Mykitiuk, Roxanne

Roxanne Mykitiuk is a Full Professor at Osgoode Hall Law School, where she engages in research and teaching in the areas of Disability Law, Health Law, Bioethics and Family Law. She is the founder and Director of the Disability Law Intensive clinical program and the Director of Osgoode’s part-time LLM program specializing in Health Law. She is a member of the core faculty in the graduate program in Critical Disability Studies at York University.  From 2018-2021 Professor Mykitiuk was the Faculty Co-Chair of Enable York and was the Chair of York University’s Senate from 2013-2015.

Professor Mykitiuk is nationally and internationally recognized for her work in disability law and the regulation of reproductive and genetic technologies and reproductive health more generally.  From 1990-1992 she was Senior Legal Researcher for the Canadian Royal Commission on New Reproductive Technologies. From 2002-2006 she was a member of the Ontario Advisory Committee on Genetics and from 2005-2008, she was a member of the Ethics Committee of the Society of Obstetricians and Gynecologists of Canada. In 2009 Professor Mykitiuk was scholar in residence at the Law Commission of Ontario working on the Disability and Law Project. She is currently on the Board of Directors of ARCH Disability Law Clinic. Professor Mykitiuk has been consulted by a range of actors in policy making and litigation contexts and provided expert opinion related to her areas of expertise.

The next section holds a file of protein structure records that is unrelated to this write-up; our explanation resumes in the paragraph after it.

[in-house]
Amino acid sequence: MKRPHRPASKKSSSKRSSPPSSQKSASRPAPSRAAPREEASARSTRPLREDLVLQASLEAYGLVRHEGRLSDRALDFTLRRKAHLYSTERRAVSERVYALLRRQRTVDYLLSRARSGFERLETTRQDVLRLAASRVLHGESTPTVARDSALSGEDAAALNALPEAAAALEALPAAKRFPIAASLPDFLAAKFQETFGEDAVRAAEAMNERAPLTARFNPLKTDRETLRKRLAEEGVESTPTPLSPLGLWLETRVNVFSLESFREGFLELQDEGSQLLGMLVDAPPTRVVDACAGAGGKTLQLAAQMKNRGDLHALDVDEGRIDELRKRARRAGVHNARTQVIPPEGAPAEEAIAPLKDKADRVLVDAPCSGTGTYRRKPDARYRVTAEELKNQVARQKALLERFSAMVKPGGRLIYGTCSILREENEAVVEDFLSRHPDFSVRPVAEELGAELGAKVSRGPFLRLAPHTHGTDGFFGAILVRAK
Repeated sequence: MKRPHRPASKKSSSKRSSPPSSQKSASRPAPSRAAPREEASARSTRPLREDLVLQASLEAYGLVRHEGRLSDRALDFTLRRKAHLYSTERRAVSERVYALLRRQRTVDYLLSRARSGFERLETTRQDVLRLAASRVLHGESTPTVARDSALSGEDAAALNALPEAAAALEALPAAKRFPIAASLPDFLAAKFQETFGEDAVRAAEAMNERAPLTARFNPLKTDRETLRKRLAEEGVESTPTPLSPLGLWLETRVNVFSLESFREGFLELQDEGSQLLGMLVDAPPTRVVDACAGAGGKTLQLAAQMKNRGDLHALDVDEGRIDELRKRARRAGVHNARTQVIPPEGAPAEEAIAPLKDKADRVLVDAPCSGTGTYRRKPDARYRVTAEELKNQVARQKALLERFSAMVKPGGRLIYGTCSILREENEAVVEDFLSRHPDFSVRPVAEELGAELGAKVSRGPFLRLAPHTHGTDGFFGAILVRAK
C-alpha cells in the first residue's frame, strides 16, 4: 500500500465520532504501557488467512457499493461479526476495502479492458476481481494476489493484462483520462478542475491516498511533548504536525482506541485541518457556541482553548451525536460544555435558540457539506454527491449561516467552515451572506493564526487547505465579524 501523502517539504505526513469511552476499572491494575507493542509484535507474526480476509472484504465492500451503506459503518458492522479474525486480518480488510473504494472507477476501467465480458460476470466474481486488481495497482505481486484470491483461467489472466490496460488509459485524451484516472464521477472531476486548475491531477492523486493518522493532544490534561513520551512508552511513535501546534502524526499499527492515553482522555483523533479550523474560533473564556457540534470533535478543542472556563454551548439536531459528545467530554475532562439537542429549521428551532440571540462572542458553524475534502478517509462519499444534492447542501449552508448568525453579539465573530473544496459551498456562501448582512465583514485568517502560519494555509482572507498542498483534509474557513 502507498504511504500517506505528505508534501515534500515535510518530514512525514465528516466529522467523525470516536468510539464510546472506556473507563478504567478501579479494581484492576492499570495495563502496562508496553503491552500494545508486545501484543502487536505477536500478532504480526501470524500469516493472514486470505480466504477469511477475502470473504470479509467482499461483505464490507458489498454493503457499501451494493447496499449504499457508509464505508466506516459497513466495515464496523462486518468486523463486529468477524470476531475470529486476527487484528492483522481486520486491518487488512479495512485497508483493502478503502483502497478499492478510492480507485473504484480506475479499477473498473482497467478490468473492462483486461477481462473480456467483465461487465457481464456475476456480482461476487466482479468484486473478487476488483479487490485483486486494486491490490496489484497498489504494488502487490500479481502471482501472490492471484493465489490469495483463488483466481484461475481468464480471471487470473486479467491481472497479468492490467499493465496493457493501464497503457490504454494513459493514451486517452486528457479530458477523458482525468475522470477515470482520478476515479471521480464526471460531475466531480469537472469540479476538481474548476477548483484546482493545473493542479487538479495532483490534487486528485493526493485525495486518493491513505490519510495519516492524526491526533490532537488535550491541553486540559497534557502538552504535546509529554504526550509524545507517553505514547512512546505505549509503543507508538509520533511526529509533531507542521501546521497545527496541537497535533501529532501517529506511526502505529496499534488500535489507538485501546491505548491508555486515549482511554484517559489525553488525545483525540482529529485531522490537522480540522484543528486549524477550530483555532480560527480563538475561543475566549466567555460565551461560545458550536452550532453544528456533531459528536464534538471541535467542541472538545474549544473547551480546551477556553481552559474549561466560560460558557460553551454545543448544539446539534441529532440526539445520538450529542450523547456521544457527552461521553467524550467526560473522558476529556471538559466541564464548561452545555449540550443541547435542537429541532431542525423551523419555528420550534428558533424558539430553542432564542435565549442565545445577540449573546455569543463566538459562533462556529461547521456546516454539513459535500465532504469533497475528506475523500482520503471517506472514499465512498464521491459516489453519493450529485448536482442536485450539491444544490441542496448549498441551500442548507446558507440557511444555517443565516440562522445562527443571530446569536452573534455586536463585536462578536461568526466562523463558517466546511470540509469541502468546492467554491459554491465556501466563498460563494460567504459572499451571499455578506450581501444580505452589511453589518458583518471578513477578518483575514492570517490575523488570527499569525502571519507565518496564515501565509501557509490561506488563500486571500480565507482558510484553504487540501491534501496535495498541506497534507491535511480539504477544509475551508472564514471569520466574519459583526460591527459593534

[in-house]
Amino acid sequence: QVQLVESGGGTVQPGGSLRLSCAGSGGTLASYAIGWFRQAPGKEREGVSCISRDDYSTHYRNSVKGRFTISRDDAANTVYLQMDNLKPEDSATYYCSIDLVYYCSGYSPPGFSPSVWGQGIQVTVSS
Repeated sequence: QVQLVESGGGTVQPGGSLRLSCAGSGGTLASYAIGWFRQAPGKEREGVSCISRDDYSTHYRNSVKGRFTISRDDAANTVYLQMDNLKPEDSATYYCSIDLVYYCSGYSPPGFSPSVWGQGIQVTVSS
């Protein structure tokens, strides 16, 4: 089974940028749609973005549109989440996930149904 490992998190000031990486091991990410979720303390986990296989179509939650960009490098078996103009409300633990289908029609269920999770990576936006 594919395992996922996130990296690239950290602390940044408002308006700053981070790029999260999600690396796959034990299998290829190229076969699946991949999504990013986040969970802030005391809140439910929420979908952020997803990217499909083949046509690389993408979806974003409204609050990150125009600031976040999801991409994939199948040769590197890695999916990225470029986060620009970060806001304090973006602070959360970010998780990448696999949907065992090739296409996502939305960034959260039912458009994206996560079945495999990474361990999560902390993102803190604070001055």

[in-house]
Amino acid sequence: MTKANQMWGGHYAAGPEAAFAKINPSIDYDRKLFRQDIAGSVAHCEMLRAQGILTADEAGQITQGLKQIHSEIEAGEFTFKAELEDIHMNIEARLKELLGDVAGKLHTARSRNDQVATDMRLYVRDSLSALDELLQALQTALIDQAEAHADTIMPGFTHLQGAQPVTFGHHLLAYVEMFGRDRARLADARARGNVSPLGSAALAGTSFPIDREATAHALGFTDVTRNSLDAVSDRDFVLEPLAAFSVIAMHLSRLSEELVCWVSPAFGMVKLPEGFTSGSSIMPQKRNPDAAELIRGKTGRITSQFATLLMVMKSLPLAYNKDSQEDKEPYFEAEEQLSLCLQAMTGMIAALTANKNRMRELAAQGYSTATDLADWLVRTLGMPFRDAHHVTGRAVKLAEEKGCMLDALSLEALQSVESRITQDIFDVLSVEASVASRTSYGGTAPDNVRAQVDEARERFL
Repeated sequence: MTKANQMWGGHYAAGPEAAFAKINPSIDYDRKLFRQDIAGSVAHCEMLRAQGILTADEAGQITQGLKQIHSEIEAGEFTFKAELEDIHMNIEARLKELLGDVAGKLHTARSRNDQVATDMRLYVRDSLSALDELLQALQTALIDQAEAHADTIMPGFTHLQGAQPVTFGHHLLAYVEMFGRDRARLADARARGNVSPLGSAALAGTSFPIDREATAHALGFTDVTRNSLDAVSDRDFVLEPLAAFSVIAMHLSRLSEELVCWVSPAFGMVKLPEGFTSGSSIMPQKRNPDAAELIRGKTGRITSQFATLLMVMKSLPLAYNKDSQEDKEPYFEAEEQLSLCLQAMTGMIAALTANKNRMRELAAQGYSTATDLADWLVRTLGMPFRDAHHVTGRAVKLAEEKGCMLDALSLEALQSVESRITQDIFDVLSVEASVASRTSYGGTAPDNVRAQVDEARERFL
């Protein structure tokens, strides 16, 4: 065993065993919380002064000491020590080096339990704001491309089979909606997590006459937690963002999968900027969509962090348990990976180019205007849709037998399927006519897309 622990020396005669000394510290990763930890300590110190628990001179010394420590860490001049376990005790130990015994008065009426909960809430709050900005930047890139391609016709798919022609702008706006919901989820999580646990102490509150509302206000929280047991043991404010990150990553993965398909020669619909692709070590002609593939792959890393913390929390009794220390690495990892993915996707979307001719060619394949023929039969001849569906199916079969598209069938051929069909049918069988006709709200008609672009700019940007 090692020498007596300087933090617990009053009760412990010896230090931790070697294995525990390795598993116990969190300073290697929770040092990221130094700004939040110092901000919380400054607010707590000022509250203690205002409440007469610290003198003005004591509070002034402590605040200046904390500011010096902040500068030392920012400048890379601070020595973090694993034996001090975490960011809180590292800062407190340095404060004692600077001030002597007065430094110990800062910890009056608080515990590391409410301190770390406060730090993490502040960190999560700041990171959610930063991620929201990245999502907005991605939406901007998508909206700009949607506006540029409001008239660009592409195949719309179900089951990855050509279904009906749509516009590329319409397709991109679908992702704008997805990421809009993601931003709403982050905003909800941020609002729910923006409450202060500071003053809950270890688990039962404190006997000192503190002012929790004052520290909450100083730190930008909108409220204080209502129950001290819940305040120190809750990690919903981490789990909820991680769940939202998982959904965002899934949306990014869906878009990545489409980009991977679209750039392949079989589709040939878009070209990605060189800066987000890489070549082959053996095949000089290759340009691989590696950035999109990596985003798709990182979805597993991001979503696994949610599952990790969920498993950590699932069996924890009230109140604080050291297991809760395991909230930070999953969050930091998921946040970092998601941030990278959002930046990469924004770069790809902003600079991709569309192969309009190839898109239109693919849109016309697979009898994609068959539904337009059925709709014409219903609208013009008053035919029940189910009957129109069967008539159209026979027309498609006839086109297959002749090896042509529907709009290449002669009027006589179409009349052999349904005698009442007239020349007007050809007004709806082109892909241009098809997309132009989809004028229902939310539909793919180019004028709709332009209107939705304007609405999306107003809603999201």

Professor Mykitiuk is an active, engaged and collaborative researcher. She is the author or co-author of numerous articles, book chapters and books investigating the legal, ethical and social implications of reproductive and genetic technologies and the legal construction and regulation of embodiment and disability.  Some of her more recent research created and investigated arts-based methods – digital stories and drama-based narratives – as a means of challenging and re-representing experiences, images and conceptions of disability and normalcy.

Professor Mykitiuk’s research has been funded by CIHR, SSHRC, the Australian Research Council, Genome Canada and the European Research Council, among other funding bodies.

In a currently funded SSHRC project, she is using legal research and digital story making to investigate episodic disability in the workplace and to assist employers to adopt policies that are accommodating to the needs of variously positioned workers with episodic disabilities. With a York Innovation funded grant, Professor Mykitiuk is working with colleagues in nursing and in digital media to devise a cell phone resource to support the communication and accommodation needs of students with disabilities and instructors in clinical placements. And as part of a New Frontiers in Research Fund, supporting research on Zero-Gravity 3D Bioprinting of Super-Soft Materials, she is combining her interests in the regulation of embodiment, health law and new technologies to better understand how to regulate in this new area of research and development. Under an NSERC CREATE grant, she is contributing to a collaborative project on artificial intelligence in aerospace engineering, with her contribution focussing on equity, diversity and inclusion issues presently and potentially engaged in the area.

Research Interests: Disability Law, critical disability studies, feminist legal studies, law and embodiment, genetic and reproductive technologies, critical science and technology studies and law, health law, family law, reproductive health law.

Mossman, Mary Jane